MISTER MONKEY, by Francine Prose. (Harper/HarperCollins, $26.99.) The dreadful revival of a musical based on a children's novel about an orphaned chimp is observed through various points of view in this fresh, Chekhovian novel. FUTURE SEX, by Emily Witt. (Farrar, Straus & Giroux, $25.) A 30-something woman's smart, funny account of her contemporaries' exploration of desire in digital-era San Francisco. KARL MARX: Greatness and Illusion, by Gareth Stedman Jones. (Belknap/Harvard University, $35.) A British historian's gracefully written definitive biography focuses on the man, not the ideology. TRUEVINE. Two Brothers, a Kidnapping, and a Mother's Quest: A True Story of the Jim Crow South, by Beth Macy. (Little, Brown, $28.) Ariveting account of two albino African-American brothers who were exhibited in a circus. THE RED CAR, by Marcy Dermansky. (Liveright, $24.95.) Surreal encounters and wry observations abound as an aspiring novelist drives cross-country in this tightly written novel. THE LESSER BOHEMIANS, by Eimear McBride. (Hogarth, $26.) McBride brings style and voice to the familiar tale of a girl who leaves a small town for the city and meets a damaged older man. THE MOTH SNOWSTORM: Nature and Joy, by Michael McCarthy. (New York Review, $24.95.) A British environmental journalist's impassioned plea that we celebrate the joy of nature. AMERICAN ULYSSES: A Life of Ulysses S. Grant, by Ronald C. White. (Random House, $35.) Grant's virtues shine in White's thorough biography. COLLECTED POEMS, by Marie Ponsot. (Knopf, $35.) This compilation of the work of an underrated poet, now 95, includes new poems as well as old. The full reviews of these and other recent books are on the web: nytimes.com/books.


Choice Review

This outstanding work shows with remarkable clarity how Karl Marx developed his thought in response to that of his contemporaries. This odyssey lasted a lifetime but began early on when Marx abandoned the Hegelianism of his student years and began to formulate a philosophy that linked the transformation of society with the fulfillment of human potential. He devoted his life to working out the economic and social aspects of this philosophy and to engaging sporadically, often unsuccessfully, in political activism. He may have been a revolutionary throughout his life, but as Jones (history of ideas, Queen Mary Univ. of London) demonstrates, Marx advocated achieving change in different ways at different times. Would capitalism destroy itself? Would it be toppled by proletarian revolution or undergo gradual reform? The author links these fluctuations in Marx's writings to the dramatic changes that took place in Europe in the 19th century. One of the book's great strengths is how well it portrays these changes. Another is how lucidly it covers Marx's struggles with those who were earlier his allies (particularly Mikhail Bakunin and Ferdinand Lassalle). Jones enriches readers' understanding of Marx. Summing Up: Essential. General collections; upper-division undergraduates through faculty. --Stephen Bailey, Knox College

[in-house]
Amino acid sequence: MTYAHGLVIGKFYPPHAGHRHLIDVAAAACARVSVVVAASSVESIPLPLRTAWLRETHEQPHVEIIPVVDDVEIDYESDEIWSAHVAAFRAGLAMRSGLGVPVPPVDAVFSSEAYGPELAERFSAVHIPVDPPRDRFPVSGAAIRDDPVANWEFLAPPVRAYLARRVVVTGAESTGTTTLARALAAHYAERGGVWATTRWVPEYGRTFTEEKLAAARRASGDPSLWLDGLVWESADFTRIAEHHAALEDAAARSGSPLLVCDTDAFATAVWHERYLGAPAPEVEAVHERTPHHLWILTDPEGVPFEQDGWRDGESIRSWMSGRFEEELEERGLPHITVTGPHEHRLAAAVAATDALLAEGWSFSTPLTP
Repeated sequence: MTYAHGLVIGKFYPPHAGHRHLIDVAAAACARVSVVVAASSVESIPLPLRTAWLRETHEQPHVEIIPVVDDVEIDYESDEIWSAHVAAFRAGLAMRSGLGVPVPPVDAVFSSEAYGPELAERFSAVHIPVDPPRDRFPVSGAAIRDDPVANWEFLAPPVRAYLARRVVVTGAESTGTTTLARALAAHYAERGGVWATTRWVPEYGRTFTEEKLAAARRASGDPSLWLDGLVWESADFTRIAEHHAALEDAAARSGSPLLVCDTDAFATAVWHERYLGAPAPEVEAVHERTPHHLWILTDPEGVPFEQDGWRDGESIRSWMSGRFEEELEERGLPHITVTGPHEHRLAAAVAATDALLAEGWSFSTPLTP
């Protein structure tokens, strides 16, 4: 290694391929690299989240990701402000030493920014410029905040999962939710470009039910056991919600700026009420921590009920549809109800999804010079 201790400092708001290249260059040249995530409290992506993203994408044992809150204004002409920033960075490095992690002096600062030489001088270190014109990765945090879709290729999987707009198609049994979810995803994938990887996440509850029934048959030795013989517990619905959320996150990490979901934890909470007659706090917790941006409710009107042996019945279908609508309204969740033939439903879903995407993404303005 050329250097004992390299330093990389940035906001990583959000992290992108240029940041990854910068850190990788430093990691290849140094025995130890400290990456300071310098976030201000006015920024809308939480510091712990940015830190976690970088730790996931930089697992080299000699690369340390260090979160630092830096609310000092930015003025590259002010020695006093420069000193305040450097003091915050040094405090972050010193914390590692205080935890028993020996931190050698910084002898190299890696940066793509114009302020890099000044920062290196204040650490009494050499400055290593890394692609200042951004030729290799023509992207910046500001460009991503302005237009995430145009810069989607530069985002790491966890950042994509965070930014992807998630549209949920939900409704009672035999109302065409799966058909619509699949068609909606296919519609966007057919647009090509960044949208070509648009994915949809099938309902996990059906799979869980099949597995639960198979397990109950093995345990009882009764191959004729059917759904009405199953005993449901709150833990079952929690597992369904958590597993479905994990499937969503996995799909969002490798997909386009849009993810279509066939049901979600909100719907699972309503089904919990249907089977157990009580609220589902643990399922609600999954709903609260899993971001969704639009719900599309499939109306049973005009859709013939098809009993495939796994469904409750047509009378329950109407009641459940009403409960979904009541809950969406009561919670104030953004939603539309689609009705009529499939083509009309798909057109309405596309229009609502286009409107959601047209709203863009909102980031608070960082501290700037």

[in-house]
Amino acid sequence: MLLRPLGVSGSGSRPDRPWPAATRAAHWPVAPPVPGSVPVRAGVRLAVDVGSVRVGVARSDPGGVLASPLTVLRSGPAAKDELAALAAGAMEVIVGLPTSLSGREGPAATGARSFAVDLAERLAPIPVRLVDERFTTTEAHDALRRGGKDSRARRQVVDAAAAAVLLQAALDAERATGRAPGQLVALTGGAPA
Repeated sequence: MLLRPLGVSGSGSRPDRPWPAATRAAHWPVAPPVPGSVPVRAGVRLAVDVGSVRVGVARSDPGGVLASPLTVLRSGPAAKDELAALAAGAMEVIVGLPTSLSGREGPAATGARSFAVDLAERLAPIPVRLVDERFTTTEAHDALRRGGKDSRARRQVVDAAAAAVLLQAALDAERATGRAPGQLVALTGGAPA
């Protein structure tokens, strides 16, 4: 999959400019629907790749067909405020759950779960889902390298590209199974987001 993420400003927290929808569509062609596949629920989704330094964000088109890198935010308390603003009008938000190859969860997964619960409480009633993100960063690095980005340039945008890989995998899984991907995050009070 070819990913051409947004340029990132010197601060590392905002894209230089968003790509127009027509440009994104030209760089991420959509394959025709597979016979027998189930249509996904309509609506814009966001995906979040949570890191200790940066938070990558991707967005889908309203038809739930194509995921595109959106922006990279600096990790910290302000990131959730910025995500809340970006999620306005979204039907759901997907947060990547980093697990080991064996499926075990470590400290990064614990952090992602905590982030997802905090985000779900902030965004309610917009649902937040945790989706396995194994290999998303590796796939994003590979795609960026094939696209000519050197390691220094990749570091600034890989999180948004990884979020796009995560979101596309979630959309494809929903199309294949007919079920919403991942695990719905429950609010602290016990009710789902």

Table of Contents

Illustrationsp. vii
Mapsp. ix
Acknowledgementsp. xv
Prologue: The Making of an Icon, 1883-1920p. 1
1 Fathers and Sons: The Ambiguities of Becoming a Prussianp. 7
2 The Lawyer, the Poet and the Loverp. 31
3 Berlin and the Approaching Twilight of the Godsp. 55
4 Rebuilding the Polis: Reason Takes On the Christian Statep. 84
5 The Alliance of Those Who Think and Those Who Suffer: Paris, 1844p. 122
6 Exile in Brussels, 1845-8p. 168
7 The Approach of Revolution: The Problem about Germanyp. 205
8 The Mid-Century Revolutionsp. 249
9 Londonp. 314
10 The Critique of Political Economyp. 375
11 Capital, Social Democracy and the Internationalp. 432
12 Back to the Futurep. 535
Epiloguep. 589
Notes and Referencesp. 597
Bibliographyp. 711
Indexp. 731